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ADHD Parenting: Coaching & Teaching Your Child On How To Make Friends


Making friends — it can either be a cakewalk, or complete torture. For children with attention-deficit/hyperactivity disorder, it has always been the latter. An ADHD-diagnosed child is continually in doubt with everything they do, so establishing lasting friendships is going to be an issue for them. As a parent, how can we help our young ones create lasting friendships with others without having to tremble in fear of rejection? Learn from this article about ADHD coaching and teaching about your ADHD child in making friends.

Become The Friendship Coach

Amori Y. Mikami, Ph.D. is an assistant professor of Psychology at the University of Virginia. She is currently studying on how parents can help their ADHD-diagnosed children on how to make friends. She has been promoting the concept of friendship coaching, wherein parents will be the ones who will teach their kids about the values and importance of friendship. She had taught parents of elementary-level children about her idea, and the results were promising. Teachers who weren’t aware of the program noticed that the kids who participated played better with their peers and made new friends along the way.

In addition, Dr. Mikami also recommended other social skills techniques that parents with ADHD-diagnosed kids might find useful. It might be a quick and easy task, but helping a child make friends and establish long-lasting friendships is a pretty daunting task, to say the least. So where do you start?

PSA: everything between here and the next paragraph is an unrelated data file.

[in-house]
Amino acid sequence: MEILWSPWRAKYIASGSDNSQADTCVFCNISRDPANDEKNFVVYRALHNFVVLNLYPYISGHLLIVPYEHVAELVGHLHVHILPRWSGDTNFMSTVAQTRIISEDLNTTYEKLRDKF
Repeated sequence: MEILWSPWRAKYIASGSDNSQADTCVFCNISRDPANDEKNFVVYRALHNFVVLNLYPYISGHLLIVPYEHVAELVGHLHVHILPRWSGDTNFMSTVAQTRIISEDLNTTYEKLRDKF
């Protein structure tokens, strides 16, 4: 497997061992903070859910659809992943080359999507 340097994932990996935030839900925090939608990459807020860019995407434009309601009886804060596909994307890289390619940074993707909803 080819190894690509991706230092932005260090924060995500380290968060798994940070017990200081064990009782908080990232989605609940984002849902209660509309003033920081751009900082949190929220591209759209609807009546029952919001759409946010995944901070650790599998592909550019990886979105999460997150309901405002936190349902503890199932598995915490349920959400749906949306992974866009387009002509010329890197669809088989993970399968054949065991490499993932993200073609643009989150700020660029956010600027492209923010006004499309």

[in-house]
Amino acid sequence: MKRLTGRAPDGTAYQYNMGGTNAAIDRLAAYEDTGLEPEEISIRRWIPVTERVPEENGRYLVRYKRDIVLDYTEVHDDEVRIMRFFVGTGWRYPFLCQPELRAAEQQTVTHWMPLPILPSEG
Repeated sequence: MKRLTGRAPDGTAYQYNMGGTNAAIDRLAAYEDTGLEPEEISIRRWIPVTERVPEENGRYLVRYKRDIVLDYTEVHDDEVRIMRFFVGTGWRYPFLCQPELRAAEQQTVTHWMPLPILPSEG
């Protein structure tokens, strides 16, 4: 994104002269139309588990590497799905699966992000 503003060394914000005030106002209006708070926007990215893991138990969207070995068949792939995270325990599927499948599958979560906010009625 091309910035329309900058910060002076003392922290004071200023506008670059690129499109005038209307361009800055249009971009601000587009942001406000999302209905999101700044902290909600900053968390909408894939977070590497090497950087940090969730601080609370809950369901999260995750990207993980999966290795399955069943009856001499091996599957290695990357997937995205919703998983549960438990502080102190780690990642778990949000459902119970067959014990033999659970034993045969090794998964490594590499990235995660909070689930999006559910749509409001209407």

Make Friends With Them First

You should always start your ADHD coaching by listening to your child. Hear them out and let them share the reason why they shy away from other kids. Once you create a positive and trusting relationship with them, they will more than likely accept your guidance. Always be empathetic with whatever your child says to you. If your child is having friendship problems, give him/her the chance to express his/her feelings before coming off with a solution, and what he/she should do differently the next time.

You should also spend time doing something fun together without having to direct and criticize your child’s behaviour. Establishing a positive relationship with your child will pay off and will even help them create friendships with other kids.

Criticize and Correct Bad Behavior once in a While